Wooley’s [8] Syllables is far more raw in sound, while no less structured in process and execution. Here, he created scores for a series of sounds utilizing a graphic representation of the International Phonetic Alphabet (IPA). This was employed to create parameters of attack, body and decay of each sound. Wooley laid out groupings of similar phoneme symbols to define the deployment of traditional trumpet technique. He explains that “the idea has never been to control the elements of the embouchure, mouth, throat, tongue, et al., but to allow them to operate in an environment of their own, separated from their typical roles in the production of sound; essentially to set up a machine and let it run on its own, with no results based judgment of the resultant product.” In this process, the core kernels of spoken language are transposed to define the structural form.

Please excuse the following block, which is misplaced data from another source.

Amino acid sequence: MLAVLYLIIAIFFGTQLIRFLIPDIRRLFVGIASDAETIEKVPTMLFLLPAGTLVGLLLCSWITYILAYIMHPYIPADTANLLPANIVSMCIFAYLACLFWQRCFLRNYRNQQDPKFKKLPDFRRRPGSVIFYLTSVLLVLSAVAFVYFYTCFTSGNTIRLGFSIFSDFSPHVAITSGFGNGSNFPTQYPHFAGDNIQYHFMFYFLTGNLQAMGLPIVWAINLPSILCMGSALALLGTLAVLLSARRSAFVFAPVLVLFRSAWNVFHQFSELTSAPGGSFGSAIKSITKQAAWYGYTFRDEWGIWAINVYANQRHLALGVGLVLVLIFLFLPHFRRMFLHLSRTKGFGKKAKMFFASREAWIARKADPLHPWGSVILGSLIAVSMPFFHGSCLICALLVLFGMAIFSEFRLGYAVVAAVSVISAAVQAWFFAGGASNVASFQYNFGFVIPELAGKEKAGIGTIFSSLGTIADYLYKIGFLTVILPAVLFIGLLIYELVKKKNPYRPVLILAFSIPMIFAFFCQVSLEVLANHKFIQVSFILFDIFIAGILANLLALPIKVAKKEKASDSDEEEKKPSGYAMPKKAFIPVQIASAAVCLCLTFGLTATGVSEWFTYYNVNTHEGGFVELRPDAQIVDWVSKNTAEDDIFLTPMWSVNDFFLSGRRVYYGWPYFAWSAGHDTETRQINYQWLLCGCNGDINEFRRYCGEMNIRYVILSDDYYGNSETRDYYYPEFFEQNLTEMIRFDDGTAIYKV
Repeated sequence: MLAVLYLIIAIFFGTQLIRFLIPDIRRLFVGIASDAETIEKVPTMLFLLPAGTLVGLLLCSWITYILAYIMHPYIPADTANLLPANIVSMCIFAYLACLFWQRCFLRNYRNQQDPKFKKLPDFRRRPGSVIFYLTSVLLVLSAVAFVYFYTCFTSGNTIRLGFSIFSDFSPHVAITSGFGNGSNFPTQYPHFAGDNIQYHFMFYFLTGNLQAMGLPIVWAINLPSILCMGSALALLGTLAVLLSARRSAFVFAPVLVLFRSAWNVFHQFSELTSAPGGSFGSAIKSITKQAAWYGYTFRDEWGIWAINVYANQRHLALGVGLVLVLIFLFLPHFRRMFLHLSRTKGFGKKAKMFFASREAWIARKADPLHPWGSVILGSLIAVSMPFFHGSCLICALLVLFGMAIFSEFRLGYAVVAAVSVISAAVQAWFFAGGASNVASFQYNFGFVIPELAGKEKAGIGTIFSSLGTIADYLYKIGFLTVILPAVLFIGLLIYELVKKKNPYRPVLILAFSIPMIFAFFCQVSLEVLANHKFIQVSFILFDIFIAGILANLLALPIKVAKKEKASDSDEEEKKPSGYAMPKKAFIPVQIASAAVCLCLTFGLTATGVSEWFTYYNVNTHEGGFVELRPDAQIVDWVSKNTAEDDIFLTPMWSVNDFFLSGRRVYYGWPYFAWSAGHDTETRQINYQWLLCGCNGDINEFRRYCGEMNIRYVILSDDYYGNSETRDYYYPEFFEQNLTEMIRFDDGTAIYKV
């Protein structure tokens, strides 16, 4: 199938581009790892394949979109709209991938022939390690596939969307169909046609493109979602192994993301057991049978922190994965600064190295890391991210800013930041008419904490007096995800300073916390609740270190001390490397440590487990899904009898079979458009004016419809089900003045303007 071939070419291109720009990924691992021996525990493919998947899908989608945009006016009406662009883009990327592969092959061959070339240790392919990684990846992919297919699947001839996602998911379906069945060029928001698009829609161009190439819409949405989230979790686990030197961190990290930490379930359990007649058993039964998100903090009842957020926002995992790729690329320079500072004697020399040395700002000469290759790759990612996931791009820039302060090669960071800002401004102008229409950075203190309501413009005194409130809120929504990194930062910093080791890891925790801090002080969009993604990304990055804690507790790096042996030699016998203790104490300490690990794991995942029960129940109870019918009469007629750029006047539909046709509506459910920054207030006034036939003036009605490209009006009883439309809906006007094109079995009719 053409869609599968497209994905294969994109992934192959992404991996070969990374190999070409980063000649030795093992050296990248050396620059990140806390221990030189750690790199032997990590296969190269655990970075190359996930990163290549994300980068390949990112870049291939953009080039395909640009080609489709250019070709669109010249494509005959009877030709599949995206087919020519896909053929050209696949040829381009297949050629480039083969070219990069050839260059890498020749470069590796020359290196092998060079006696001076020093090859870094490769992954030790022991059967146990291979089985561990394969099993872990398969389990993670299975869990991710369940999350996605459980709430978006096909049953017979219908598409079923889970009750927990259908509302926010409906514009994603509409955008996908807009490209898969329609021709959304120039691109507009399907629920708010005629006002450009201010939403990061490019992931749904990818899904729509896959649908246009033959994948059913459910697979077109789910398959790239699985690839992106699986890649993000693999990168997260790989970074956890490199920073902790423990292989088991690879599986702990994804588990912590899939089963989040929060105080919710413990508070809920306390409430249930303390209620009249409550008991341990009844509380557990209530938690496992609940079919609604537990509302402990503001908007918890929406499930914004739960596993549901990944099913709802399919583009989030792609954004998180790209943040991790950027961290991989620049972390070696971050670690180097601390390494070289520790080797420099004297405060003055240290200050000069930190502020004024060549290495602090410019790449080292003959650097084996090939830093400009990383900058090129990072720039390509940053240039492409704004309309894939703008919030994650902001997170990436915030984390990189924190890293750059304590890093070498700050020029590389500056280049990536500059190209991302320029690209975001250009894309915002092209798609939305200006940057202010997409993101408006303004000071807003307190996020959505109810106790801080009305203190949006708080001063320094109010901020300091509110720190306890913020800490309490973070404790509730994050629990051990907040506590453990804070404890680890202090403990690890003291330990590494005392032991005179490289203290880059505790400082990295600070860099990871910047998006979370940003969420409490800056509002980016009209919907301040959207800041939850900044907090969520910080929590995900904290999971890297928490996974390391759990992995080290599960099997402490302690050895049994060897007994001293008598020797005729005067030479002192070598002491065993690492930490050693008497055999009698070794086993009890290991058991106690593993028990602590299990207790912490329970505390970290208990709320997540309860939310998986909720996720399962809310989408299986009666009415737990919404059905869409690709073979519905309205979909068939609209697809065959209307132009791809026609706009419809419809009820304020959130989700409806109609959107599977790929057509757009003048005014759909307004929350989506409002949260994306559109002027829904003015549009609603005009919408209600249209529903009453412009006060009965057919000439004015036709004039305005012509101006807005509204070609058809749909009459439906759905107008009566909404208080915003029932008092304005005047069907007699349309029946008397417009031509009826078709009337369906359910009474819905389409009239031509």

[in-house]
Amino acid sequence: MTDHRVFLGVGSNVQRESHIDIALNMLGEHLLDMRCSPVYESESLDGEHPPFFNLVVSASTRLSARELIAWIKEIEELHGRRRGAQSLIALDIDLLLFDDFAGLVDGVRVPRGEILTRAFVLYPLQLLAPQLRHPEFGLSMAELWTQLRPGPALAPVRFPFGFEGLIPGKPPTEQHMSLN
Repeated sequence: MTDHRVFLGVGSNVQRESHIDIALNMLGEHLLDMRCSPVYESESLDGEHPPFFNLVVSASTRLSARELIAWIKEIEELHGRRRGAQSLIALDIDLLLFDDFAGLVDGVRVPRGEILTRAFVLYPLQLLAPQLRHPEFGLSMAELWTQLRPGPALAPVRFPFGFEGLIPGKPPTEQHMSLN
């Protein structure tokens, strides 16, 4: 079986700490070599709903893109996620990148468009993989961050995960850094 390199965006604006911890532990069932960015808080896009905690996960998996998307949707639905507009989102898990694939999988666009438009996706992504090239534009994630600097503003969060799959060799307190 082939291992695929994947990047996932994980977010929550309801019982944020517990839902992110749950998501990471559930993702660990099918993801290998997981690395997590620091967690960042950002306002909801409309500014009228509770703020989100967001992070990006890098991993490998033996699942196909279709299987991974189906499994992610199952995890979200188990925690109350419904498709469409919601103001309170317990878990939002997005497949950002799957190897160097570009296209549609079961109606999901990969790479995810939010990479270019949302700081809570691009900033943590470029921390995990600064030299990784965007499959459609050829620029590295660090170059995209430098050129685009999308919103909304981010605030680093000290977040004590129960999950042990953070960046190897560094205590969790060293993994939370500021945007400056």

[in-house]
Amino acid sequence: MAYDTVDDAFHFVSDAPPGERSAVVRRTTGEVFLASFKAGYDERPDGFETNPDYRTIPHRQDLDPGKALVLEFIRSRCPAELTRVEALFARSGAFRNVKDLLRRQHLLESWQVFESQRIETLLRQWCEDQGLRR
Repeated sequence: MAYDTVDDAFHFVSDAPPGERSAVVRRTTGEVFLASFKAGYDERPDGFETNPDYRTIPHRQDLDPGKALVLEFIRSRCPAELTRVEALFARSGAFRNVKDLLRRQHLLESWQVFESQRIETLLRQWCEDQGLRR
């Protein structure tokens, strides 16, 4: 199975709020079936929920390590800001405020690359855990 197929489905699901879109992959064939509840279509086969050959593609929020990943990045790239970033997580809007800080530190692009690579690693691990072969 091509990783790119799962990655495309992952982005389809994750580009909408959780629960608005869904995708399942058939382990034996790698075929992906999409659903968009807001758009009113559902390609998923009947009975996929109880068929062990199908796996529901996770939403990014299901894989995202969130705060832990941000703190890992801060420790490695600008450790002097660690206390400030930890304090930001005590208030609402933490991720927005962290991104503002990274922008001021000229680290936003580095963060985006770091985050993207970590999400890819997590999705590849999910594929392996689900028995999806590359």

The piece is broken in to sections separated by silence, with each section structured around the manipulation of the prescribed technique repeated for a specific number of breaths, a concept Wooley appropriated from James Tenney. While Wooley describes the generation of sound as “the machine,” it is his spontaneous integration of techniques established over years of playing, injected with the rudiments of techniques used to vocalize language, that sparks this piece into something beyond mere exercise. The choice of location for the recording also comes in to play; the live reverberance of the ISSUE Project Room adds yet another layer of nuance to the performance. What could come off as dry and formal is anything but as Wooley’s pinched tones, splayed flurries, hisses, shreds, scrapes, yelps, growls and groans are transformed into circuitous trumpet lines that gather force and momentum and then break into dramatic pause. Here, bereft of amplification, processing, or tape treatments, the recording captures him as he builds a transmogrified language for performance. - Michael Rosenstein, Dusted